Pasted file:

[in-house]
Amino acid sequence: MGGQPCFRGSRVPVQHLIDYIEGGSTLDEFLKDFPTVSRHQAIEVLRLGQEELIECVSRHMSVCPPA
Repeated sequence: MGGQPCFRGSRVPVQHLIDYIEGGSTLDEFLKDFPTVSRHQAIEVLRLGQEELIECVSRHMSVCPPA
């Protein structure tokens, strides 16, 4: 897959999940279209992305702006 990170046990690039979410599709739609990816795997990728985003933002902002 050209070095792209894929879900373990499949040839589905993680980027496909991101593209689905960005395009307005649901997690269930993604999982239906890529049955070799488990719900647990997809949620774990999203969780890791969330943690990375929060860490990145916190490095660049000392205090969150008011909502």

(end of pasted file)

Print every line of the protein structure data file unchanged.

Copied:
[in-house]
Amino acid sequence: MGGQPCFRGSRVPVQHLIDYIEGGSTLDEFLKDFPTVSRHQAIEVLRLGQEELIECVSRHMSVCPPA
Repeated sequence: MGGQPCFRGSRVPVQHLIDYIEGGSTLDEFLKDFPTVSRHQAIEVLRLGQEELIECVSRHMSVCPPA
């Protein structure tokens, strides 16, 4: 897959999940279209992305702006 990170046990690039979410599709739609990816795997990728985003933002902002 050209070095792209894929879900373990499949040839589905993680980027496909991101593209689905960005395009307005649901997690269930993604999982239906890529049955070799488990719900647990997809949620774990999203969780890791969330943690990375929060860490990145916190490095660049000392205090969150008011909502």